Mount McLoughlin, at 9,945 feet is a backdrop as Sue and I take a break.

Fellow Ashlanders Chris and Judy inspired us to get snowshoes.

A spring-like day presented the perfect chance to head up to the Cascades about a half hour from Ashland for a snowshoe trek.

We started at about the 5,000-foot level and went up gentle slopes for magnificent mountain views.

After years of sparse snowfall, southern Oregon has had a banner year, with more than 19 feet falling on the ski slopes at Mount Ashland.

 

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Wagner Butte Challenges and Rewards

 


We thought we must be close to the top when we came upon a sign that marked the halfway point.

Our guidebook promised the views were well worth the 5.2 mile hike up to the top of Wagner Butte. Located west of Ashland, the trailhead was just a short drive from our home, so we packed our lunch and jumped in the trusty Subaru.

The fall day was sunny and warm, but not too hot…just right for a trek with a 2,200 foot elevation gain. “We can do this,” we assured each other.

The trail took us through a forest of old growth firs, across the site of an enormous 1983 landslide, through sagebrush meadows and even a grove of aspens.

As we neared the summit we could see Mt. Ashland (on the right) and Pilot Rock (the small knob in the distance).

It's a bit of a scramble to reach the top.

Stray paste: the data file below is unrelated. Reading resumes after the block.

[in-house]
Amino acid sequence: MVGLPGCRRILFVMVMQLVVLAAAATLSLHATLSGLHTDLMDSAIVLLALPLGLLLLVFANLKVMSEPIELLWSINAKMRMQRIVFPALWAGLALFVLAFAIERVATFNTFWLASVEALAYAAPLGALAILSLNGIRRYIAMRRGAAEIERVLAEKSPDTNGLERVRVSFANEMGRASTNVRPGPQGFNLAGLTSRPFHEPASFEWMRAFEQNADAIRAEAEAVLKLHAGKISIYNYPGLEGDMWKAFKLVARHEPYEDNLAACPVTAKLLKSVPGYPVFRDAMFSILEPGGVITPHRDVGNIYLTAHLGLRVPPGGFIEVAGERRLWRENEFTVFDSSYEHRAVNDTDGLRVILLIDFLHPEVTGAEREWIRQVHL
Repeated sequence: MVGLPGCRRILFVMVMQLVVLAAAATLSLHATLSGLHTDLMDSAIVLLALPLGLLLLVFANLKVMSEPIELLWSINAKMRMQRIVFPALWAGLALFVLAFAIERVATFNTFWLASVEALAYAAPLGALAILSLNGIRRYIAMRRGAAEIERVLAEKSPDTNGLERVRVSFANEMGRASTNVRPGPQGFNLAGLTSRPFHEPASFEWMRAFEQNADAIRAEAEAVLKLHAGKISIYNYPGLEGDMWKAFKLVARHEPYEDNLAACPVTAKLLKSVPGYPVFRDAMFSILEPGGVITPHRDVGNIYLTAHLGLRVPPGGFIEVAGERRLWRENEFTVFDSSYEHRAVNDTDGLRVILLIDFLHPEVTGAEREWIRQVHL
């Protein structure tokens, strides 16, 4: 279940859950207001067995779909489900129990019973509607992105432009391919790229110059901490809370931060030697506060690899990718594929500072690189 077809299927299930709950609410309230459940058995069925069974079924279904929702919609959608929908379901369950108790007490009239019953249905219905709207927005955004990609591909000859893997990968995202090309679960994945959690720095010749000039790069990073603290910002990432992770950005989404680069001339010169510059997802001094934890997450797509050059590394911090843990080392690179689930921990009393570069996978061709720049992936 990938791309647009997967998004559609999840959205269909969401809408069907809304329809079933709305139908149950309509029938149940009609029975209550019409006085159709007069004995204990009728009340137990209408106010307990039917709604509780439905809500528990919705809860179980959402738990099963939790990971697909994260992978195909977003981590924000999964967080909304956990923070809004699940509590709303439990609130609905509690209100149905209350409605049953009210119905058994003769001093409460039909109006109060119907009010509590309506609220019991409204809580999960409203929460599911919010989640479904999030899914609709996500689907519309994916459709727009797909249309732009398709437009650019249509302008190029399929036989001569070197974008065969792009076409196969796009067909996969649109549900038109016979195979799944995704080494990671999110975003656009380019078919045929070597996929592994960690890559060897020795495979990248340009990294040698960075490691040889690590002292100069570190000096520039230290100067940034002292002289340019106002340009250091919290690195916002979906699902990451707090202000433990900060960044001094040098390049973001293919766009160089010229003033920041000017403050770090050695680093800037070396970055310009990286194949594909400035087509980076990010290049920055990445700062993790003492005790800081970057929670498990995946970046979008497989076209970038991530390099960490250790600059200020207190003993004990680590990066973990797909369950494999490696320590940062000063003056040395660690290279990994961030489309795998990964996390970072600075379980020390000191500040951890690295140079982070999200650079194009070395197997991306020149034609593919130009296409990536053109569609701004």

A fire lookout was constructed atop Wagner Butte after a 1910 forest fire threatened Ashland. It remained in use until the early 1960s when airplanes began to take over fire surveillance. A leftover railing, old foundation piers and an incredible view reward hikers who reach the top.

As we headed back down the mountain, I began to think about returning in the spring. I bet the wild flowers will be beautiful!

 

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Ashland warms to winter recreation

Mt. Ashland, at about 7,500 feet, is about a 40-minute drive from town.

 

Ice skates, snowboards and skis are signs of winter in Ashland, Oregon. Daily and evening ice-skating runs through March across from Lithia Park while Mount Ashland has opened all four of its lifts. Due to lack of snow last year, the ski resort did not open for the first time in 60 years.

Brad and Leah enjoyed night skating the day after Christmas.

 

 

 

 

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Ashland, Oregon: Farther afield

On our way down Mount Ashland, we crossed the Pacific Crest Trail. Our home, Stone's Throw Bungalow, is a short walk to town.

On our last day of a two-week stay in Ashland, Oregon, we drove to a pair of nearby attractions. Mount Ashland is a ski resort just 22 miles from town. It did not open this year due to a long drought affecting southern Oregon and California. On our way down the mountain, we got a spectacular view of 14,179-foot Mount Shasta in California.

A friendly, but slow-moving moose helped us make Harry and David's famous Moose Munch, popcorn coated in butter and candy in vats.

We heard there was free food on the tour of the nearby Harry and David headquarters, so off we went. Famed for its Fruit-of-the-Month Club and Tower of Treats, Harry and David employs 2,000 year round and 6,000 seasonal workers. We may be tempted to try a job packing gift baskets someday. Guess what our kids are getting for Christmas!